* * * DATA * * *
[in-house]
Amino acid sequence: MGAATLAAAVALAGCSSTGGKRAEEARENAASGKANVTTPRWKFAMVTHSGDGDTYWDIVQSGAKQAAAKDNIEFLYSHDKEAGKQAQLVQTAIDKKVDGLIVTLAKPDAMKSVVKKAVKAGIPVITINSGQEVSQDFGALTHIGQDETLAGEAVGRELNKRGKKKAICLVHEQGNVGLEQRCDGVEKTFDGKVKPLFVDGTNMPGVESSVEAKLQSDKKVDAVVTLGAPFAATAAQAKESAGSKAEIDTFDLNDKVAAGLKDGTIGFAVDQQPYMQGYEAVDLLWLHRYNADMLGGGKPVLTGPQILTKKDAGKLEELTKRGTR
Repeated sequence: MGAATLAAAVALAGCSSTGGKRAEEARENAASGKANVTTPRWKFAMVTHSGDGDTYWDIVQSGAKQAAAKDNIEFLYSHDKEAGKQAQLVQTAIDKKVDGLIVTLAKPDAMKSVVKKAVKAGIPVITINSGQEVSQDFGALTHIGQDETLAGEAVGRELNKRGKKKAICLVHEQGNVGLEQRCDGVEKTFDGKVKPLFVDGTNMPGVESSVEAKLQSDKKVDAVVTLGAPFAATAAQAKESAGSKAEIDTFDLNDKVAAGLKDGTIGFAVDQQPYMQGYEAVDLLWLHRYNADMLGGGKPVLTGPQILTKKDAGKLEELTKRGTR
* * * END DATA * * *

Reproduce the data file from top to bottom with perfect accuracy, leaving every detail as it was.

[in-house]
Amino acid sequence: MGAATLAAAVALAGCSSTGGKRAEEARENAASGKANVTTPRWKFAMVTHSGDGDTYWDIVQSGAKQAAAKDNIEFLYSHDKEAGKQAQLVQTAIDKKVDGLIVTLAKPDAMKSVVKKAVKAGIPVITINSGQEVSQDFGALTHIGQDETLAGEAVGRELNKRGKKKAICLVHEQGNVGLEQRCDGVEKTFDGKVKPLFVDGTNMPGVESSVEAKLQSDKKVDAVVTLGAPFAATAAQAKESAGSKAEIDTFDLNDKVAAGLKDGTIGFAVDQQPYMQGYEAVDLLWLHRYNADMLGGGKPVLTGPQILTKKDAGKLEELTKRGTR
Repeated sequence: MGAATLAAAVALAGCSSTGGKRAEEARENAASGKANVTTPRWKFAMVTHSGDGDTYWDIVQSGAKQAAAKDNIEFLYSHDKEAGKQAQLVQTAIDKKVDGLIVTLAKPDAMKSVVKKAVKAGIPVITINSGQEVSQDFGALTHIGQDETLAGEAVGRELNKRGKKKAICLVHEQGNVGLEQRCDGVEKTFDGKVKPLFVDGTNMPGVESSVEAKLQSDKKVDAVVTLGAPFAATAAQAKESAGSKAEIDTFDLNDKVAAGLKDGTIGFAVDQQPYMQGYEAVDLLWLHRYNADMLGGGKPVLTGPQILTKKDAGKLEELTKRGTR